The American shale boom will begin to taper sometime in the mid-2020s, after which point the world will fall back to depending on the Middle East more than ever to meet energy needs, according to the International Energy Agency.
But this time, the traditional Gulf players may not be ready to shoulder the burden.
In its latest outlook, the IEA projects that while total spending on oil drilling will remain fairly constant (at $US500 billion a year) through 2035, “there will be a noticeable shift in the location of this investment over the coming decades.”
That shift will be away from North America — where the most accessible plays will dry up and the expense required to extract unconventional oil will rise — and back toward traditional petro states, where the cost of extraction will remain relatively cheaper and the resource base more extensive.
“Gradual depletion of the most accessible reserves forces companies to move to develop more challenging fields,” the agency says. “…Although offset in part by technology learning, this puts pressure on upstream costs and underpins an oil price that rises to reach $US128/barrel in real terms by 2035.”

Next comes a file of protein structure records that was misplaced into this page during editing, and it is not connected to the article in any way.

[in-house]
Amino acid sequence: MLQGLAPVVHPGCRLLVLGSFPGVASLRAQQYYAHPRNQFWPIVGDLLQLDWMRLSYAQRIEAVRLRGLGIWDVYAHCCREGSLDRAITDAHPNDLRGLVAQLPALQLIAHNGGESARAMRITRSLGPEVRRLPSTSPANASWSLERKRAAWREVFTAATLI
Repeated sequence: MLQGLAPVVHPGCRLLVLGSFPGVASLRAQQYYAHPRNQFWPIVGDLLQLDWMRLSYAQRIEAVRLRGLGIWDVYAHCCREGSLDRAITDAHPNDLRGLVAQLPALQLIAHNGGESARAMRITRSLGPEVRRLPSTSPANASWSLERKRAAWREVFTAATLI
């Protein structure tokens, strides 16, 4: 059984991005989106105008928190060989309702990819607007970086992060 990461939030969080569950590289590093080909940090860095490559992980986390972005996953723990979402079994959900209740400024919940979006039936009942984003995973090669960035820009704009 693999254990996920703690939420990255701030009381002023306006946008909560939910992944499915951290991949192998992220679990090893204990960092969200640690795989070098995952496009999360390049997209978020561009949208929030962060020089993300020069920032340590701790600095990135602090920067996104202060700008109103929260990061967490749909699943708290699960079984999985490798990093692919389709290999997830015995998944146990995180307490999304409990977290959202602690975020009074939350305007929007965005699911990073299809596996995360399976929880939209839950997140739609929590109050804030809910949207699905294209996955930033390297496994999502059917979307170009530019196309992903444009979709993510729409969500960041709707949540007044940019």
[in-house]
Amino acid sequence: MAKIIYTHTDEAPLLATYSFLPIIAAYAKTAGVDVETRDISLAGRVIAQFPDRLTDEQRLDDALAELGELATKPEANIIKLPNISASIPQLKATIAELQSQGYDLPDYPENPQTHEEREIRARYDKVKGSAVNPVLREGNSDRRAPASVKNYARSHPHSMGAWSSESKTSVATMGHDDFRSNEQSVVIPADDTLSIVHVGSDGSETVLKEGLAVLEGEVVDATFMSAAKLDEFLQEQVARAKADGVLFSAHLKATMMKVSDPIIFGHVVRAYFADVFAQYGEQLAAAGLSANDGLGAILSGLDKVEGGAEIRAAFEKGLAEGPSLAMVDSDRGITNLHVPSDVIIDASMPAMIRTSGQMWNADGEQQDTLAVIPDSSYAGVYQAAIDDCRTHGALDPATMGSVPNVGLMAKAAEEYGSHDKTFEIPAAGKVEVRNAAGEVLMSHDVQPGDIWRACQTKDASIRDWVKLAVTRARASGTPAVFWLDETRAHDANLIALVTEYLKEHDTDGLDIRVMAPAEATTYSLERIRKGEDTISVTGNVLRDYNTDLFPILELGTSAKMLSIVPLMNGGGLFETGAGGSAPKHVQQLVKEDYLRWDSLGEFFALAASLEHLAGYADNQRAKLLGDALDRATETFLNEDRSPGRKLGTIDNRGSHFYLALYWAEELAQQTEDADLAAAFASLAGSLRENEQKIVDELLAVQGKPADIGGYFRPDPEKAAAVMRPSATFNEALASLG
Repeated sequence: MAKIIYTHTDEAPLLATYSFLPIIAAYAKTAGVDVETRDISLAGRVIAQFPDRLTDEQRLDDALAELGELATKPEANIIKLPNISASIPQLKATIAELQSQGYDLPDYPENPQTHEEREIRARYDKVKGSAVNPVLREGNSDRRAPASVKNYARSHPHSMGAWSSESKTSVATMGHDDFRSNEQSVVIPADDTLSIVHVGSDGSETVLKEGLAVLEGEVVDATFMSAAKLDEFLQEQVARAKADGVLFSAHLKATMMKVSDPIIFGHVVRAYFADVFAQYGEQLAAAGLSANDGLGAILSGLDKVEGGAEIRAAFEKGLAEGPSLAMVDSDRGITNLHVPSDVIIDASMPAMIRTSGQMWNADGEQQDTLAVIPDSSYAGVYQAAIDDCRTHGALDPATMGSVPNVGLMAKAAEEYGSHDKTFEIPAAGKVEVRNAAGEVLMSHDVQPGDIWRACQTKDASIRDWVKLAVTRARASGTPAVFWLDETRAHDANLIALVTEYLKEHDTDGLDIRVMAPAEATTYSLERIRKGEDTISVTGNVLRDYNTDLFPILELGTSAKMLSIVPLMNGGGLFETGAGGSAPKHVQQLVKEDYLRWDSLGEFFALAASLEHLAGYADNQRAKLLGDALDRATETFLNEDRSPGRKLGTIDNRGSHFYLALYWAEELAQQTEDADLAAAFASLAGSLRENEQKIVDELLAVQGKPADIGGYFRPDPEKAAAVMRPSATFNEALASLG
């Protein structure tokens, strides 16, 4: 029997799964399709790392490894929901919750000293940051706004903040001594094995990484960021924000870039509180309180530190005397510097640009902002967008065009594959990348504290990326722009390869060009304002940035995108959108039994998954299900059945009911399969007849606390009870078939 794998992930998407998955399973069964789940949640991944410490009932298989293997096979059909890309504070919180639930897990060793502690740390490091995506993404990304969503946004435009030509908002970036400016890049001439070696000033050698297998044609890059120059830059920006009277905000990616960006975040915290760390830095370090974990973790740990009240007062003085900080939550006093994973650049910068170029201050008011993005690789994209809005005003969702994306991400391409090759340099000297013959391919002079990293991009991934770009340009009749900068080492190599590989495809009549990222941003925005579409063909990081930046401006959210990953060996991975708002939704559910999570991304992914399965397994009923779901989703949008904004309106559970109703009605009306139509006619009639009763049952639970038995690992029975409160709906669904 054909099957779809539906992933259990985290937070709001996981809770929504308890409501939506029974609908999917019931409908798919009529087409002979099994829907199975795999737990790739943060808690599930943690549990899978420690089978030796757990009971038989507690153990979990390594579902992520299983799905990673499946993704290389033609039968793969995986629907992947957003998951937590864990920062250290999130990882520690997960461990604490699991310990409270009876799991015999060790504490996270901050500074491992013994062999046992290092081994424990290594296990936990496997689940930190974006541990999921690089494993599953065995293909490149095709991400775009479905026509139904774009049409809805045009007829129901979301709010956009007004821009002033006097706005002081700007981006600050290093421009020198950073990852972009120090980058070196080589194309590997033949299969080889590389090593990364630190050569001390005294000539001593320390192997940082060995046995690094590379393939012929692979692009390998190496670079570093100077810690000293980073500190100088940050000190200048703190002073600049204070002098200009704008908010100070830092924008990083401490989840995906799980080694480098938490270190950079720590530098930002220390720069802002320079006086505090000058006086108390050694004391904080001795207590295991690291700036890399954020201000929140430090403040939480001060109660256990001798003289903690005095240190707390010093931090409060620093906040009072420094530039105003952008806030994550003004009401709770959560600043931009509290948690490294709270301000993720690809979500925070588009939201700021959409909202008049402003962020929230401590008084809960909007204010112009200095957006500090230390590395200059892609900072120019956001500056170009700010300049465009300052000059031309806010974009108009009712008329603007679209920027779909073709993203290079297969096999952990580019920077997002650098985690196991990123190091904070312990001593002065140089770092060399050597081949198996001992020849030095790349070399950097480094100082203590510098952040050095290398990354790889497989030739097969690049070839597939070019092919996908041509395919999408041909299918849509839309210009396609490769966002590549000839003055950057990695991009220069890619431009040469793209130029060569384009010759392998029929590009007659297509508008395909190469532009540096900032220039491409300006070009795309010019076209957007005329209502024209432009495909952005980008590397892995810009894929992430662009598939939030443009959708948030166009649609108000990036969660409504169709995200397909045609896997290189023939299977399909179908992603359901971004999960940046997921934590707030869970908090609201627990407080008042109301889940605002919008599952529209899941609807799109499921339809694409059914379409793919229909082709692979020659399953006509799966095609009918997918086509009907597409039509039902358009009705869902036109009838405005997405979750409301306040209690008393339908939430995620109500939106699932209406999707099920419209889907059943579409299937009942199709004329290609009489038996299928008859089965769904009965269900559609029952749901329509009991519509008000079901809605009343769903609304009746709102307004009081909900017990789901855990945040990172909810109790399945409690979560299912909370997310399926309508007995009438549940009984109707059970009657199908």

Here’s the chart, showing 13% of the total upstream oil investment in OPEC countries of the Middle East accounts for a third of the new resources developed to 2035, whereas tight oil in North America accounts for 13% of investment but for just 6% of new resources.
“Meeting long-term oil demand growth depends increasingly on the Middle East, once the current rise in non-OPEC supply starts to run out of steam in the 2020s,” the agency says.
But the Middle East, in the form of OPEC, may miss its cue to jump in to the breach, the agency says, because the American boom has slowed oil price growth and diverted OPEC resources to non-traditional projects. As a result, spending on oil development among OPEC players will be constrained.
“The result would be tighter and more volatile oil markets, with an average price $US15/barrel higher in 2025,” the agency says.
This outcome is not a total certainty. The IEA notes that the “learning” effect in North American drilling — whereby the longer a play is developed, the more efficient drilling in that play becomes — could extend beyond their original taper date.
And the fact that the price of oil will increase, on average, less than 1% a year to 2035 further shows the shale boom has created a huge cushion for the rest of the world.
But it looks like, one way or another, we’ll be returning to the way things once were.
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